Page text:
An Example of a Family Member’s Compassion During a Painful Time
Blogs from a Family Member
Just saying … My son has been in the system for many years and had a habit of disappearing for several days at a time. Even though I was worried, he would always call within a day or two and let me know he was ok. This one incident – he had been gone three days – he called from the Greyhound Bus Depot in Los Angeles and said he was tired, hungry and wanted to come home. I went to the bus station locally and purchased a bus ticket to our residence and extra money for food. About two hours later, I received a call from my son saying he had lost the ticket. I told him to go back to the bus station and I would send another ticket. He said the employees at the bus station had told everyone to leave if they did not have a ticket, and he could not re-enter.
I thought and thought about what to do, and remembered the name of a NAMI member in Los Angeles – I had never met this person, only knew he was a family member. I called him, gave him a description and the address of the telephone booth where my son had called from. He called me back about three hours later – he had found my son, bought him dinner, purchased a one-way non-stop ticket to Delano. He said the only problem was my son had no shoes – so he took his shoes off and gave them to my son. I thanked him profusely and assured him I would repay the funds expended and would return his shoes. He watched my son get onto the bus and told him to call me from the bus station and I would pick him up.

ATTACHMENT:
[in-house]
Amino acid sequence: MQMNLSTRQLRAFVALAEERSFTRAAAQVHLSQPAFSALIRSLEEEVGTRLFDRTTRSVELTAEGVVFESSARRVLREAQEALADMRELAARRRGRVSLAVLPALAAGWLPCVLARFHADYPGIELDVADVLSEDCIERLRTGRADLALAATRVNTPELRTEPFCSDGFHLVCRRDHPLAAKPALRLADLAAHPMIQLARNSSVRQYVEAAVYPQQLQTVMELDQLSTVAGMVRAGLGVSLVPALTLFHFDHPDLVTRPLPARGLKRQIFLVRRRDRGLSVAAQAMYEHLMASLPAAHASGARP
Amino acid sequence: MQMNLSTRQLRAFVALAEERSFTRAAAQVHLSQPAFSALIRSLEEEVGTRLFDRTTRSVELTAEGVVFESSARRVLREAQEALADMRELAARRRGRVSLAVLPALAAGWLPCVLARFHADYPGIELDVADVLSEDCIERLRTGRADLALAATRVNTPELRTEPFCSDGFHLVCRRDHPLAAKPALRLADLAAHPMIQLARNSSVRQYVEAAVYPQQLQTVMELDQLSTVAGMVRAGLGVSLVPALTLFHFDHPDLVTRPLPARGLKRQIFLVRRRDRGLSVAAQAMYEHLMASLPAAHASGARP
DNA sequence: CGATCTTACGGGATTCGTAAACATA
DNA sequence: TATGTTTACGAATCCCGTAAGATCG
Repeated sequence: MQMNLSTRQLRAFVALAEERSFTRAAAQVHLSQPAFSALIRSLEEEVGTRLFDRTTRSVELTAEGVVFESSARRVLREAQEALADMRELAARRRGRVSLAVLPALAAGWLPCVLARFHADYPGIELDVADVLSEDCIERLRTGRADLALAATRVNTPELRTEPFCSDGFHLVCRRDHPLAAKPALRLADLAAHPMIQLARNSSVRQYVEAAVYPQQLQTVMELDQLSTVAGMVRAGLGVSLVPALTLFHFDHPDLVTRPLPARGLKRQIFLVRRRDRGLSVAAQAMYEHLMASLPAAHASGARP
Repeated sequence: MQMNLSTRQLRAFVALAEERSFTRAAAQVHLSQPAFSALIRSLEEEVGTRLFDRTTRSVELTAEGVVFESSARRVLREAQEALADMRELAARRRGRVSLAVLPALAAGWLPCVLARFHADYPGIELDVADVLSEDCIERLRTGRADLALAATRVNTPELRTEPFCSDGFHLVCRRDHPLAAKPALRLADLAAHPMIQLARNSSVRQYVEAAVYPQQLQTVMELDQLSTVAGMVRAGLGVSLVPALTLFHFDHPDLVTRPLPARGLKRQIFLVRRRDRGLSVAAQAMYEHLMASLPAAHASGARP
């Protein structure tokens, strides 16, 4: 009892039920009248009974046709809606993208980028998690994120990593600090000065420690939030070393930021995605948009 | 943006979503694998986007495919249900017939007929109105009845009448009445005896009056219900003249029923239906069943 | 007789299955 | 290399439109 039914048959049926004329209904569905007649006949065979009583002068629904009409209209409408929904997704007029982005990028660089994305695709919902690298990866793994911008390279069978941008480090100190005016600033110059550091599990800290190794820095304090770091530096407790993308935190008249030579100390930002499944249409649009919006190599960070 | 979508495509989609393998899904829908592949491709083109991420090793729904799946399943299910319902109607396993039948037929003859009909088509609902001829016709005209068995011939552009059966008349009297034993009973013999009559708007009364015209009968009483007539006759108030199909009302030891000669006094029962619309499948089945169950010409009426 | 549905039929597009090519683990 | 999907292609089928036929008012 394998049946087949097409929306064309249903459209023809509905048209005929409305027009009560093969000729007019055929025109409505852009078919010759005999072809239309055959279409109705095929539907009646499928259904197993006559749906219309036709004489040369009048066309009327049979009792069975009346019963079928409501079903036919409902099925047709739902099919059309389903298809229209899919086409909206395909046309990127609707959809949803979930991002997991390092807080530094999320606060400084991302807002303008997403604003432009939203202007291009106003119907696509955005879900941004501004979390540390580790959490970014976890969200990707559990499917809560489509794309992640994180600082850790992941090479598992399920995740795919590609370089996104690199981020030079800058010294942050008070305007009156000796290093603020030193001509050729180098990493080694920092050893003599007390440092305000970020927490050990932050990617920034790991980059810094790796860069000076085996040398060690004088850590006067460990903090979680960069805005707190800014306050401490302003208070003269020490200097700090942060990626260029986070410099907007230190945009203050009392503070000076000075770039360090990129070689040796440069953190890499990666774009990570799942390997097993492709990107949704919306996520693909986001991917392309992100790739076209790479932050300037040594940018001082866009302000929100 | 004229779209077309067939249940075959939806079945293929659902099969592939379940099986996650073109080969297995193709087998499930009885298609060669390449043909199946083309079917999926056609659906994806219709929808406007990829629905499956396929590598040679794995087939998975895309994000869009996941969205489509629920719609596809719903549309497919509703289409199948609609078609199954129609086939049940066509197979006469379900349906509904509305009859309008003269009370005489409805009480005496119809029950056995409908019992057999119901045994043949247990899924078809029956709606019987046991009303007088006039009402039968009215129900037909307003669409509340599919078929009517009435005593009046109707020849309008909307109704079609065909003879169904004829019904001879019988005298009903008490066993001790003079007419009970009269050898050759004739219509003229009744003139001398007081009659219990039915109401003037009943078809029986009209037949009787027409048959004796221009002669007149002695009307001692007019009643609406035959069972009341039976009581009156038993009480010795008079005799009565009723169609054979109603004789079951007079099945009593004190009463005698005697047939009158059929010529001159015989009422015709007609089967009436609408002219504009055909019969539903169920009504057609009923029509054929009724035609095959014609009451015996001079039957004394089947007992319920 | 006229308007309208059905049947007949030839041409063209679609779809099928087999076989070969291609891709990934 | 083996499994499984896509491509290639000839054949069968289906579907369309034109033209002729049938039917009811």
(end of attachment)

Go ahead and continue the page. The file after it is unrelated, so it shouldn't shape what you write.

I waited and waited and about 1:30 a.m. I heard a car door slam outside our apartment – I heard footsteps coming up the stairway and the front door opened. There was my son – and when I asked him how in the world he had gotten to the apartment from the bus station– he explained that he took a cab – and when I questioned him as to how he had paid the cab driver – he calmly said: “I gave him my shoes”.
A great story of a family member’s love, compassion, caring, and perseverance, and most of all …, it’s all about that hope!